Google and Facebook both have a mission – to “connect the next billion,” as Google puts it. This Financial Times article, “Facebook, Google and the race to sign up India,” explores the tech giants’ initiatives that are “bringing internet access to India’s masses as a way of alleviating poverty, improving education and creating jobs.”
Google, in partnership with NGO Tata Trusts, is sending thousands of tech-connected bikes to women in rural Indian villages. (In these regions, women are much less connected than men.) The bikes, loaded with two Android smartphones and two tablets, educate women about using the internet, and these women can then pass their knowledge on to other villages. Google also aims to launch its pilot technology, “Project Loon” later this year, sending balloons into the sky that will provide internet connectivity to remote areas. Additionally, the company, through a partnership with India’s railway ministry, is in the process of rolling out high-speed wifi to a hundred train stations this year.
Facebook, on the other hand, has been heavily focused on its “Free Basics” program. This program, an app that is part of the social network’s Internet.org initiative, offers users of partner telecoms networks free access to Facebook and a number of other well-known sites (Wikipedia, BBC News, Accuweather, etc.) Since it’s 2004 launch, 38 countries have come on board.
Both companies’ goals are echoing those of the United Nations’ 2030 Agenda for Sustainable Development, which includes an aim of universal internet access. What’s notable is that these tech giants aren’t using funds they’ve set aside for corporate social responsibility, rather they’re driving these initiatives with money from their core budgets. This speaks to their belief that connecting the unconnected is more than just a charity effort, rather that there is “solid business logic of investing in connectivity in India and other developing markets,” according to the Financial Times article, and a benefit for both companies to gain a first movers advantage in these regions.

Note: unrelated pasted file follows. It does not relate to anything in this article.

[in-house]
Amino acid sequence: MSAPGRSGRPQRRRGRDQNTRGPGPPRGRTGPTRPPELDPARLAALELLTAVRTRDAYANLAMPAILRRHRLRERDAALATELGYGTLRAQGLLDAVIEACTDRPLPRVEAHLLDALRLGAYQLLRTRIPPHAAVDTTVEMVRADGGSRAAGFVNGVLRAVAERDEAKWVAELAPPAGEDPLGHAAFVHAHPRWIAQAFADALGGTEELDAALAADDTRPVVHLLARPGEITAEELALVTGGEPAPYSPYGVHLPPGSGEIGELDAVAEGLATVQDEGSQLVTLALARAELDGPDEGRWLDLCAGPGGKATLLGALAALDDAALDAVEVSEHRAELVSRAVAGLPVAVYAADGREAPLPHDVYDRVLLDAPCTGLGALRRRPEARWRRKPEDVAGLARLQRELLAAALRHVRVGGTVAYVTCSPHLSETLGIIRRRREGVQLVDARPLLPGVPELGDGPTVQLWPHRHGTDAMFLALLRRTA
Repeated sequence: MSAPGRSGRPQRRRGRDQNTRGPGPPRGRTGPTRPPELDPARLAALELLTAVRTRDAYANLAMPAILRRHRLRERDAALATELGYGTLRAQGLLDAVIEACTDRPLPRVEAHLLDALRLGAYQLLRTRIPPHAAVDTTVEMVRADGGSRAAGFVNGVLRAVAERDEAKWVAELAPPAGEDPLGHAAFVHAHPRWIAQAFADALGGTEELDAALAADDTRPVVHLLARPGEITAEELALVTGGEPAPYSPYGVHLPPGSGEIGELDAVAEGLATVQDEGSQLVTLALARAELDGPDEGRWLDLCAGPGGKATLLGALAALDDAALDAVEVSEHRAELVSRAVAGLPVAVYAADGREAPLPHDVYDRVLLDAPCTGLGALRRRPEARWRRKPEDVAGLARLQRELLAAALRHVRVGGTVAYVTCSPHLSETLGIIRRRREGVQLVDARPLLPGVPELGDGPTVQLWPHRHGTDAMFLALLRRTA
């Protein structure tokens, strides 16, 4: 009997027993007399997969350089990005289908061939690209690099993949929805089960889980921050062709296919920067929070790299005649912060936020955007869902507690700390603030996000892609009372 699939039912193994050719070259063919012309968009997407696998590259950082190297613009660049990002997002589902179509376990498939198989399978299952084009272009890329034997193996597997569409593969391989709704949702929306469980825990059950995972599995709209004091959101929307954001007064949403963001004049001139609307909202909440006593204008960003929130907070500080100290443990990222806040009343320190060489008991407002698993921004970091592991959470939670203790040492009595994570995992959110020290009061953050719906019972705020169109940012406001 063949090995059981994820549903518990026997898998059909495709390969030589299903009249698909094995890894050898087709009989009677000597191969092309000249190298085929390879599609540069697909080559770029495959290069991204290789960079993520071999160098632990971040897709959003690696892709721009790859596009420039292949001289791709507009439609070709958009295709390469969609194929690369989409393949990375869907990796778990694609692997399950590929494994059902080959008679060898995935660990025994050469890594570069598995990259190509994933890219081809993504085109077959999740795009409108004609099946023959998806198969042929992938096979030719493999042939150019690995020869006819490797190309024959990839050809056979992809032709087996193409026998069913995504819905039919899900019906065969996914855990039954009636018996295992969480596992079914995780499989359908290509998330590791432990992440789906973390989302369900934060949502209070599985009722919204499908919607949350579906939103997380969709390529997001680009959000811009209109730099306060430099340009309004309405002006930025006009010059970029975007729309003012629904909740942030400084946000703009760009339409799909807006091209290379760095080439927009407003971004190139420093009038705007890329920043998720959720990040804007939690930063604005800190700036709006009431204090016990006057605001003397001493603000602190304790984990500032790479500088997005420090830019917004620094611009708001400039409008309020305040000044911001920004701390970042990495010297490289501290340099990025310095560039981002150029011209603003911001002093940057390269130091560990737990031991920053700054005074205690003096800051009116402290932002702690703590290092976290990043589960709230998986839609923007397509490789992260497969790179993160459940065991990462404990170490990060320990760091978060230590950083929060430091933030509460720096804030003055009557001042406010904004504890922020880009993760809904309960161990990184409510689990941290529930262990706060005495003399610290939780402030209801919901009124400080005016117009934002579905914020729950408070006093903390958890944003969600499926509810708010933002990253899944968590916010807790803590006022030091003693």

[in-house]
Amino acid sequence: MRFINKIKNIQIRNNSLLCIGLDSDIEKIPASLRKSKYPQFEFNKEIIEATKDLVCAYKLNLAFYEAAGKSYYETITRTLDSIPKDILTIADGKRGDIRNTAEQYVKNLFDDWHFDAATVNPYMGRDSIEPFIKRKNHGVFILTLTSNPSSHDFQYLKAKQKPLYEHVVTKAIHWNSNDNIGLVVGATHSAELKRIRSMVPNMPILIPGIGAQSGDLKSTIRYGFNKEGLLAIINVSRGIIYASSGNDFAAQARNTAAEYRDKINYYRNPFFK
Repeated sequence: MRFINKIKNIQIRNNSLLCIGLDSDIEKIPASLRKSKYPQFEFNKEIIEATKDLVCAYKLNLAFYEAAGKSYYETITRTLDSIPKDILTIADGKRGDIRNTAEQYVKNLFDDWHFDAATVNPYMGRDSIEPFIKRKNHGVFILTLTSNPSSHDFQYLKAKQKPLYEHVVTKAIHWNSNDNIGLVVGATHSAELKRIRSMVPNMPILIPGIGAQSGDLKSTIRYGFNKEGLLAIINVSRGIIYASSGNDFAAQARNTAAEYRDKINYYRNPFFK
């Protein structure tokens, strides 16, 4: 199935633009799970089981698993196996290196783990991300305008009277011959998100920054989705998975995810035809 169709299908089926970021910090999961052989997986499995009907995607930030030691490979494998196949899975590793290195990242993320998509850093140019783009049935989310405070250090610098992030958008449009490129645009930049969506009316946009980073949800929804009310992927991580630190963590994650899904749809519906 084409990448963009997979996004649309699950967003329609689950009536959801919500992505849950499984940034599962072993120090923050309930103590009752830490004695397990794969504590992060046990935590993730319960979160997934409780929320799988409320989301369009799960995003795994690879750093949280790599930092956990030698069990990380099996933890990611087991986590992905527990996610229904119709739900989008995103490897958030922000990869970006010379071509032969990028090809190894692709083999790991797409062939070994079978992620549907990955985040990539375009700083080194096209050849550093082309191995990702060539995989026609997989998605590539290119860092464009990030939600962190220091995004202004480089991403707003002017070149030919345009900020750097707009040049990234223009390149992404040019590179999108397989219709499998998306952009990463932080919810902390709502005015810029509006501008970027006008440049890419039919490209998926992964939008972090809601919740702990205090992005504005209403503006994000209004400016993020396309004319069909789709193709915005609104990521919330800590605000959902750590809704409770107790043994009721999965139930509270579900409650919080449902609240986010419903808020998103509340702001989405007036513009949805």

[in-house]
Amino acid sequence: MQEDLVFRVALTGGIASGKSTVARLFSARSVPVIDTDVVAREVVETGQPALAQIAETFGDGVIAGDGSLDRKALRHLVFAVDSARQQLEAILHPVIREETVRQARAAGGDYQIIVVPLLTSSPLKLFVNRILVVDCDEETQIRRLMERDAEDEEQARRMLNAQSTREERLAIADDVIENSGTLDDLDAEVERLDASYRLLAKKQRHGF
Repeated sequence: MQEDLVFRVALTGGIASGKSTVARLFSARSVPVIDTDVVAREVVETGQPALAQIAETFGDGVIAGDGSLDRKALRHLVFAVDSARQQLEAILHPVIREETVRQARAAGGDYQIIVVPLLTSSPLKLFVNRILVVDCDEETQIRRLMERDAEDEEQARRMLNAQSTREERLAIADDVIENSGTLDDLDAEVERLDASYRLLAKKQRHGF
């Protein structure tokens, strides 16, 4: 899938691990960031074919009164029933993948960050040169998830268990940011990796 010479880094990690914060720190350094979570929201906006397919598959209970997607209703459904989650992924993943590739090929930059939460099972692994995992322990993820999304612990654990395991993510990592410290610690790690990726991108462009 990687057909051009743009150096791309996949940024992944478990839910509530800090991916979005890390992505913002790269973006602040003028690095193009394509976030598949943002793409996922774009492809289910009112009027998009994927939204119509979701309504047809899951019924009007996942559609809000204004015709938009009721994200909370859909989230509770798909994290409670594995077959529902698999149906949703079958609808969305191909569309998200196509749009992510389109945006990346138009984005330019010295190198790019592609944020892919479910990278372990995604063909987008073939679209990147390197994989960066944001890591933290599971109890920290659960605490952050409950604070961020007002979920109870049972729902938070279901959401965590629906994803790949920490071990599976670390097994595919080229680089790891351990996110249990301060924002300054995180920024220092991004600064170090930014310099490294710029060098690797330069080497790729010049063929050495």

Despite their grandeur and reputation, these companies still face challenges developing business models that incorporate their social impact efforts. Recently, Facebook’s Free Basics app was blocked by India’s telecom regulators, after they ruled that “differential pricing” by internet companies infringes on the principles of net neutrality. While the ban wasn’t targeted specifically at Facebook, it has created a major roadblock for the company. However, the tech giant isn’t ready to wave the white flag allowing Google to take the lead in this race to connectivity just yet, saying it plans to pursue other connectivity projects in the region.
-- Clara Shen